Communities Vs. Corporations 2-Pack
First program: Community Rights
Most citizens have political opinions. Many are involved in nonprofit community-based organizations. But the time-impaired average person remains politically disorganized and distracted. Collective political action nationally is often limited to mobilizing for wars and elections. Disengagement can seem the norm. Community organizers are bucking this trend. Local issues, be they environmental, fair wages, or municipalization of energy and Internet services, are getting more and more people off their couches. Efforts to assert community rights encounter structural obstacles to direct democracy such as Dillon's Rule, regulatory law, and the effects of nearly 200 years of corporate constitutional rights. Undaunted, groups like Community Rights PDX, Global Exchange, and the Community Environmental Legal Defense Fund urge passing local ordinances to defend citizens from further environmental damage and corporate exploitation.
Second program: Ending Corporate Rule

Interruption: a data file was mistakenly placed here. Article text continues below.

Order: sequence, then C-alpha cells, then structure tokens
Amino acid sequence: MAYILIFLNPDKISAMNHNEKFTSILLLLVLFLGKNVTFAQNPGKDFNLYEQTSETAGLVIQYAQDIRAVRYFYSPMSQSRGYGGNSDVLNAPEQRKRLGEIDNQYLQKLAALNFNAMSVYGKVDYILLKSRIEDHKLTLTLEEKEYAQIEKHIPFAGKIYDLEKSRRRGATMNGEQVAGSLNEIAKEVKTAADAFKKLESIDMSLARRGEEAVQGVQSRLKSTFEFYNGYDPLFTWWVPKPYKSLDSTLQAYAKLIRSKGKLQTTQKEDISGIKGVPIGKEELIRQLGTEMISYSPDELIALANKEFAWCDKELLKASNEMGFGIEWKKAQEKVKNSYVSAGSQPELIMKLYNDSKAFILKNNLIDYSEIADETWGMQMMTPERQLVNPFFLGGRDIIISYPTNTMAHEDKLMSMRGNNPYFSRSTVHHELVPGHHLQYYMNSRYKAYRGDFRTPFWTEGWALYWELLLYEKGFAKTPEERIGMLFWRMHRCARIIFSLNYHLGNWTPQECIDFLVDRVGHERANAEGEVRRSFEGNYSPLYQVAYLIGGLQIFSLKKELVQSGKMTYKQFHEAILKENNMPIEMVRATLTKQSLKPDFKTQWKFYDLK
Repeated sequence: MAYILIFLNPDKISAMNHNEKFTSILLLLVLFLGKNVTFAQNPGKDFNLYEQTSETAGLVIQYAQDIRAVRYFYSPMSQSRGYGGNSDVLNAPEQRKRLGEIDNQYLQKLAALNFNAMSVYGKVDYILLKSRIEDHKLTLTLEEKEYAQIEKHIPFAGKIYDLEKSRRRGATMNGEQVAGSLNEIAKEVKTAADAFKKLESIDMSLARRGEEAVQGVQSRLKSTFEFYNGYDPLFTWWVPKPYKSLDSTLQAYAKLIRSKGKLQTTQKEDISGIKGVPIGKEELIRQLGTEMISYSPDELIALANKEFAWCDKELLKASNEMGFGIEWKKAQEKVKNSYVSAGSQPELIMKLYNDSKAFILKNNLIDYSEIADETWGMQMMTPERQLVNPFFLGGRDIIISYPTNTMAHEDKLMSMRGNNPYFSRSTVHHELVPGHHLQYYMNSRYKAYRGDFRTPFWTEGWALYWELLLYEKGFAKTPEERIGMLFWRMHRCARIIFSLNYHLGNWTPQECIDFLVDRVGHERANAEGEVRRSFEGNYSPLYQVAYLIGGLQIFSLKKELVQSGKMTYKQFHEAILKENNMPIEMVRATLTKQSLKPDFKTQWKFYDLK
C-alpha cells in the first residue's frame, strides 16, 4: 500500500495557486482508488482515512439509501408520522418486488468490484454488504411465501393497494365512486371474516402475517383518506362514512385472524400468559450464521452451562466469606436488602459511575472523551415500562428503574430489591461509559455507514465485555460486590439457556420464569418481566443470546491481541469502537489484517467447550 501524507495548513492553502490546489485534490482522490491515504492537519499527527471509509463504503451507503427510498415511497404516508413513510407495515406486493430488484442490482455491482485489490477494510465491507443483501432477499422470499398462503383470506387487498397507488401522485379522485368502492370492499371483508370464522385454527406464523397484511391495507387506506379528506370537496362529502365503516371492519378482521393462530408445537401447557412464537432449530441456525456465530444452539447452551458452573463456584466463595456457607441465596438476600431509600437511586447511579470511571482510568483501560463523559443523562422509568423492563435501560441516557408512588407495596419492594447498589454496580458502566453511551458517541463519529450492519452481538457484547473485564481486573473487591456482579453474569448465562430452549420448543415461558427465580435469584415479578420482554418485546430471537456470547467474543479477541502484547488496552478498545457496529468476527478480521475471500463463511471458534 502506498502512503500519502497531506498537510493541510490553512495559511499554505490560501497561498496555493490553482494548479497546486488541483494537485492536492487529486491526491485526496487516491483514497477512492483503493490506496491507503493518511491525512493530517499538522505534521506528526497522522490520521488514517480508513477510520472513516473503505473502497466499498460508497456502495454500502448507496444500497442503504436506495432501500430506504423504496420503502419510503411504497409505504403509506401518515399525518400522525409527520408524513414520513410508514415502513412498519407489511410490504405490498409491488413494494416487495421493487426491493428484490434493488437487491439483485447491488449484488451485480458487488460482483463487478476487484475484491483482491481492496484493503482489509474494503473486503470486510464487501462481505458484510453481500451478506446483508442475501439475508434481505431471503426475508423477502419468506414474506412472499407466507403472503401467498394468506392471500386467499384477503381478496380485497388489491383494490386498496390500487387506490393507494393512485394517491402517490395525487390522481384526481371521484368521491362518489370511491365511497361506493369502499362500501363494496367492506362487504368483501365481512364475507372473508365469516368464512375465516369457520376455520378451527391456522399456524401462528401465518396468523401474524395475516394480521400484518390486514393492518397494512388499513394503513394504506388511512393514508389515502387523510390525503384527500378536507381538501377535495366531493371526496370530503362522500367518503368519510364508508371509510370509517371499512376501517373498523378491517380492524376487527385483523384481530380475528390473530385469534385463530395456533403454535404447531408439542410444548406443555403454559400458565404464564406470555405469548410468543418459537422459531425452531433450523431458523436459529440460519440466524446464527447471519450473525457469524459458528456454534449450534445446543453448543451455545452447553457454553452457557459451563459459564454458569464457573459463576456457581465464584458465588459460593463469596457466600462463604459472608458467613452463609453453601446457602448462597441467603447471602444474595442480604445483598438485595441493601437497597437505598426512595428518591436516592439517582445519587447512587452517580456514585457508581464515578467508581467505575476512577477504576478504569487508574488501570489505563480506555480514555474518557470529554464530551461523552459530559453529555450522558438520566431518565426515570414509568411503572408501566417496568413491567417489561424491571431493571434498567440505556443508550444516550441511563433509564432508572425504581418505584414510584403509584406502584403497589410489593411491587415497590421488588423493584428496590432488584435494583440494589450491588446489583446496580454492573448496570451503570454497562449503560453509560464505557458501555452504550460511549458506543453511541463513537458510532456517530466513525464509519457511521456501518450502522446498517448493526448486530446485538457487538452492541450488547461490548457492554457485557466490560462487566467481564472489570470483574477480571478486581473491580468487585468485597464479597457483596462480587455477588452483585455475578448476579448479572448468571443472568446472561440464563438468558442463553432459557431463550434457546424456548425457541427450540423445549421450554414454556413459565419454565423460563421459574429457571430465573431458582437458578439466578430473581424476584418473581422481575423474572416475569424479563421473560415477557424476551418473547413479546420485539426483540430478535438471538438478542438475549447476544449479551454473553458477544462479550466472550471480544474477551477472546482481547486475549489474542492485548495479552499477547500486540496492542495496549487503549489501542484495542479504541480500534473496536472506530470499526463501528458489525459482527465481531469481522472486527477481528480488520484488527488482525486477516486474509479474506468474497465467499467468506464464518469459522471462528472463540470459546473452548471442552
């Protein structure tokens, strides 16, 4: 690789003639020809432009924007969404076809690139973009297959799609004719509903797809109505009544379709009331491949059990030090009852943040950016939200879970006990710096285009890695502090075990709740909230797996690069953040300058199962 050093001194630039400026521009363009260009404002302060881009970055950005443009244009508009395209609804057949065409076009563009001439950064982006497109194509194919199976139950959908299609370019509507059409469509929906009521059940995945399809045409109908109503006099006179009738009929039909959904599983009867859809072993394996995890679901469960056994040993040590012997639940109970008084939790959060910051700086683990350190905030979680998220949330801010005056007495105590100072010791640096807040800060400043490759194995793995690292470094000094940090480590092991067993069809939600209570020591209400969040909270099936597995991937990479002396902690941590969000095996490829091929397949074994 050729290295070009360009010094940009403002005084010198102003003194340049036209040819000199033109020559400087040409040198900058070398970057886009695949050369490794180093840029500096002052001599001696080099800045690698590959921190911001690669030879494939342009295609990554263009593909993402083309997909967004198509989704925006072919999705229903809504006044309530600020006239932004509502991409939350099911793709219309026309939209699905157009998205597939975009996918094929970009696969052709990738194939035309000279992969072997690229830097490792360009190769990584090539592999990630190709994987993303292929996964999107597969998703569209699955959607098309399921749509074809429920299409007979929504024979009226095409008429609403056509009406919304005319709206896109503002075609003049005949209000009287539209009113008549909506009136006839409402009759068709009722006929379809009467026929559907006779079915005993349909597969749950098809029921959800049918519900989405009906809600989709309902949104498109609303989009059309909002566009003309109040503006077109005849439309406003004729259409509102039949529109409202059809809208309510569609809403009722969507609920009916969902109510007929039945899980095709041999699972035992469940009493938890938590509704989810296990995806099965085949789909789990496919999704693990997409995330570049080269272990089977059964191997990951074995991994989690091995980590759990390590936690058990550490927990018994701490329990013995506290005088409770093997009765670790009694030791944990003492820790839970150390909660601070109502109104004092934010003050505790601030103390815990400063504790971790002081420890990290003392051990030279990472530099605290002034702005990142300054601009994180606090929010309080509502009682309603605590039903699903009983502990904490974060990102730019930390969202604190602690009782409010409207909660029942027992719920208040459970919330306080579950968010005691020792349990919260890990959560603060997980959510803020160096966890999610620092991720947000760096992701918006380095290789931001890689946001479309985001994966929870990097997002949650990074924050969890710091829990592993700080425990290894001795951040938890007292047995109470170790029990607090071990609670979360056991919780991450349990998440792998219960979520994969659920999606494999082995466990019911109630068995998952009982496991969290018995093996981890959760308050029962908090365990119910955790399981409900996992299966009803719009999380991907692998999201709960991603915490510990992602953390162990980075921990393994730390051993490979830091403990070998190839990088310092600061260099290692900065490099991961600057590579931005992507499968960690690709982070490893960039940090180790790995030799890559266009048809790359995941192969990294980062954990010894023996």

Modern corporations trace their origins to the trading companies of imperial Europe more than three centuries ago. Their rise in power and influence has been a steady trajectory to the point where today they are the dominant institution in society. Governments have freed corporations from legal constraints through deregulation, and granted them even greater power through privatization. The Supreme Court has declared corporations are people and money is free speech. The latter has turned Congress into, as one commentator put it, “a forum for legalized bribery.” Many citizens feel that pleading to corporations is insufficient and that it is time to examine the nature of this artificial institution. Endless single-issue crisis-based activism, one grievance at a time does not address the core problem, which is the corporation itself. Is ending corporate rule an obtainable goal? How would it happen?
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